On my most recent song "Bicameral" for instance I more or less had the emotional core of the song written in a day, and then spent around 5 years working on getting it finished. Certainly it’s not an efficient process by any means!
When do the lyrics enter the picture? Where do they come from? Do lyrics need to grow together with the music or can they emerge from a place of their own?
I find that the sooner I find a vocal in a song the better - but often it can take a very long time. My writing is rather different from most artists because I sample all of my vocals. I try to write through the rewording to create phrases and sentiments that would be emotionally hard for me to sing myself, so it can take a long time to find a tone or a song with enough lyrically for me to work on.
Sometimes I will find a vocal sample and write around that as well, and those can be some of my favorites.
What makes lyrics good in your opinion? What are your own ambitions and challenges in this regard?
For me good lyrics have to first work timbrally, rhythmically, and tonally, and only then can the meaning matter. I know this is quite an opposite approach to how I write when I am singing but I think in a strange way those three things carry much more of the emotion of a song than even the most cutting lyric.
So I almost always fall in love with the Fourier qualities of a vocal melody before then diving headfirst into thinking about the lyrics.
Once you've started, how does the work gradually emerge?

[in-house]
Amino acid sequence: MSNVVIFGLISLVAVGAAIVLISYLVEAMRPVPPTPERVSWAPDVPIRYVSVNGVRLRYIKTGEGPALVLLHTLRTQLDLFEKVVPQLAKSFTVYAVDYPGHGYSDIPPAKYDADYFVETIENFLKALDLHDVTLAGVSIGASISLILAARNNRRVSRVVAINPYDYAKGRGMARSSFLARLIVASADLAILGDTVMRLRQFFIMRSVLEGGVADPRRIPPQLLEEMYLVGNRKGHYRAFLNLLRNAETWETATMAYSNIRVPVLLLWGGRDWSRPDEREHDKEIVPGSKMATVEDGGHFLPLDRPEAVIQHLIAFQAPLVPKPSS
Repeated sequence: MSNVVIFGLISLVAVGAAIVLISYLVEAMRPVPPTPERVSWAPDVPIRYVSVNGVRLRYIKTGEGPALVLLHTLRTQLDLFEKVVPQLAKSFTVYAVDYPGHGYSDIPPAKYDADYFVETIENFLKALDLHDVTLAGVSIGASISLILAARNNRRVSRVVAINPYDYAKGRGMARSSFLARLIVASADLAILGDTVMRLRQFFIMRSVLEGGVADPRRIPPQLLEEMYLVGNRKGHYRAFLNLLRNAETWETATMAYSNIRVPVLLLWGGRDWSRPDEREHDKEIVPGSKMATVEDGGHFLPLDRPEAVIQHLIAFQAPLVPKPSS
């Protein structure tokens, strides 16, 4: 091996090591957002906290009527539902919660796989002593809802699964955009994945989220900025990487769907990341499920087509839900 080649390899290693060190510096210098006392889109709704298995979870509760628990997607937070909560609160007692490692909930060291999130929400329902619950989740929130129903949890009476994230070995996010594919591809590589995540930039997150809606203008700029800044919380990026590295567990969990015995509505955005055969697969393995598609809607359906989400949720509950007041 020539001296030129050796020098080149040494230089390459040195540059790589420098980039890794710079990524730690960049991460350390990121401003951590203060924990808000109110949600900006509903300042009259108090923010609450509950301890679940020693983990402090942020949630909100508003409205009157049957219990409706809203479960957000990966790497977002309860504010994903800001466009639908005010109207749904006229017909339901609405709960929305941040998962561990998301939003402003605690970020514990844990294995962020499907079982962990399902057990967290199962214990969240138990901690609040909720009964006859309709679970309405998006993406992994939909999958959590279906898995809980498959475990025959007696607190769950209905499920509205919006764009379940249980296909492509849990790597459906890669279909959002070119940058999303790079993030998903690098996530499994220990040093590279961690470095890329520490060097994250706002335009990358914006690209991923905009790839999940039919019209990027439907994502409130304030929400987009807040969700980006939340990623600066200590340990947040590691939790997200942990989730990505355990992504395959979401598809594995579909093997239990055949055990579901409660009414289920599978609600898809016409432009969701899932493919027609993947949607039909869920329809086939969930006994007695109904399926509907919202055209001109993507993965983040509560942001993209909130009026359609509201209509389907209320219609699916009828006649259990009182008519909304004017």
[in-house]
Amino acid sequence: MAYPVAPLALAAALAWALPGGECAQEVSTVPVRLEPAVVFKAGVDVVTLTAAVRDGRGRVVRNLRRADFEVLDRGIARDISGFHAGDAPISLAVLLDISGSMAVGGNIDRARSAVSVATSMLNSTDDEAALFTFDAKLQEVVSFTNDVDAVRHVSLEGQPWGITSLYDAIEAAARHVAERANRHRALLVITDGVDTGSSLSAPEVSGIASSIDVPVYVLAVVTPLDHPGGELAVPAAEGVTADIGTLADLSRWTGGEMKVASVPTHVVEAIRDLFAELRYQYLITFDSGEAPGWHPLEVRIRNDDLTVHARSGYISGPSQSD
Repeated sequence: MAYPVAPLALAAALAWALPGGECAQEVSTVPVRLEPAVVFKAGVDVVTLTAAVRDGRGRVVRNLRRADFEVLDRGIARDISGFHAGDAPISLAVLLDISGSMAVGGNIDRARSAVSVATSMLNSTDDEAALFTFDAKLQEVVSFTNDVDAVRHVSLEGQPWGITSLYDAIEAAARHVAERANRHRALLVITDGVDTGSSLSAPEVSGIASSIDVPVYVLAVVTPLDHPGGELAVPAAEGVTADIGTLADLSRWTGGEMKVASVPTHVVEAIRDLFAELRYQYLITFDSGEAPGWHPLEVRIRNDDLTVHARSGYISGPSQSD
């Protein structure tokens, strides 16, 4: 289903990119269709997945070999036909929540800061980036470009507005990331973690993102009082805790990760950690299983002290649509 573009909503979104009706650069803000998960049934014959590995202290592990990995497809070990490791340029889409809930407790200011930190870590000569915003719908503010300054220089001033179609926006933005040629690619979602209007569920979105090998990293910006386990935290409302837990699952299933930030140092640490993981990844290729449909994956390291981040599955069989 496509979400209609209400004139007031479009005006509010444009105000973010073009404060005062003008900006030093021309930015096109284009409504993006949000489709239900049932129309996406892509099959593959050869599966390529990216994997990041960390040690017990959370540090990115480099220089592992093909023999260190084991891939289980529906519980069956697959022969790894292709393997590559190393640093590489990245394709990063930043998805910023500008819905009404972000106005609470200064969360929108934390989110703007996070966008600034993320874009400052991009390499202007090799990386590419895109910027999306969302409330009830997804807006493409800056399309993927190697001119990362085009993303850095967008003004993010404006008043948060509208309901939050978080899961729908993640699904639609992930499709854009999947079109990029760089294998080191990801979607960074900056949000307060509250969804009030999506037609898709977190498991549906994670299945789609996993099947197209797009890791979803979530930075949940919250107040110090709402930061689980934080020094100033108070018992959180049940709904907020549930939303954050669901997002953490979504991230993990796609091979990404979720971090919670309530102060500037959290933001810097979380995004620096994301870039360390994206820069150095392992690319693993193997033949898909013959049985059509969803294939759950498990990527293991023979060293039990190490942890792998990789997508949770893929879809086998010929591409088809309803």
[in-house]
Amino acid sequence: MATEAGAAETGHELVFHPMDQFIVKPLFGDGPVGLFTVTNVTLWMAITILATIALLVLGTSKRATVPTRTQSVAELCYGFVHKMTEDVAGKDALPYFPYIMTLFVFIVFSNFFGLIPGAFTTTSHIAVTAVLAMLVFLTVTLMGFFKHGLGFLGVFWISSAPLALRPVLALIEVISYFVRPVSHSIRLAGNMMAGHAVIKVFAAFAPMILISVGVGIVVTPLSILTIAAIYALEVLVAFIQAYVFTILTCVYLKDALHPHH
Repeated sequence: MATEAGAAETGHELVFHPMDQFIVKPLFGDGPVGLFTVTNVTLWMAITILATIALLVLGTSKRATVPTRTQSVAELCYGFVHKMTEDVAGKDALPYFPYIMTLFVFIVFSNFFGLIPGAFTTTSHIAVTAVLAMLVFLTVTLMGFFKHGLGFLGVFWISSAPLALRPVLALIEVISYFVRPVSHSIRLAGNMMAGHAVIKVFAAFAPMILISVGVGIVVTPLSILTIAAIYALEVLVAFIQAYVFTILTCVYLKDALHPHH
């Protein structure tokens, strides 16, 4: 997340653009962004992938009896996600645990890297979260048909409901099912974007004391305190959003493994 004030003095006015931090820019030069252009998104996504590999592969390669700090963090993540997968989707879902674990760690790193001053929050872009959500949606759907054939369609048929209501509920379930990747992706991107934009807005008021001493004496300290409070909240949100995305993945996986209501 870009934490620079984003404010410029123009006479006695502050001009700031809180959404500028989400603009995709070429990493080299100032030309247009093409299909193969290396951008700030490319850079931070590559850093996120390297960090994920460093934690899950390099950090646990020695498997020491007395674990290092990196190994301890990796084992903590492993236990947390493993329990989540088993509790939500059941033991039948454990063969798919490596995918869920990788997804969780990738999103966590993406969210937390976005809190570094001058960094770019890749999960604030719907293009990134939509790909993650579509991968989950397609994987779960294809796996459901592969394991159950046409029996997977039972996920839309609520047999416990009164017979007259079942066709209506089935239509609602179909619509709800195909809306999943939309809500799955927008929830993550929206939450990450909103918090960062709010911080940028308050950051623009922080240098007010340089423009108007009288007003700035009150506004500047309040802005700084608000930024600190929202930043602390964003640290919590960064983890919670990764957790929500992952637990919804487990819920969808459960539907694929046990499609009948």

Gradually is a perfect adjective. It’s slow iteration over time in my work.
Recently, I moved to Vermont and found it really useful to go for drives and listen to things I’ve worked on outside of the studio. I think it has sped up my thinking about what matters in any piece, but perhaps introduced more hemming and hawing than I had when I lived in New York since I have all the time in the world here.
Many writers have claimed that as soon as they enter into the process, certain aspects of the narrative are out of their hands. Do you like to keep strict control over the process or is there a sense of following things where they lead you?
I certainly try to forfeit control in the beginning if I can and just follow my senses, and then reign it in as I progress through adding new sections.
Often, while writing, new ideas and alternative roads will open themselves up, pulling and pushing the creator in a different direction. Does this happen to you, too, and how do you deal with it? What do you do with these ideas?
I’m fortunate in that I have a wonderful sounding board to make sure that I’m not taking things down a crazy lane when I am deep in song. If I really take a song in a new direction I will always save it as a new song and chase it completely.
I have a song called "Metal Swing" from an album a few years ago where I more or less completely rewrote an older song by slowly stripping away the original counterpoint and writing over the top of it until there was nothing left of the original.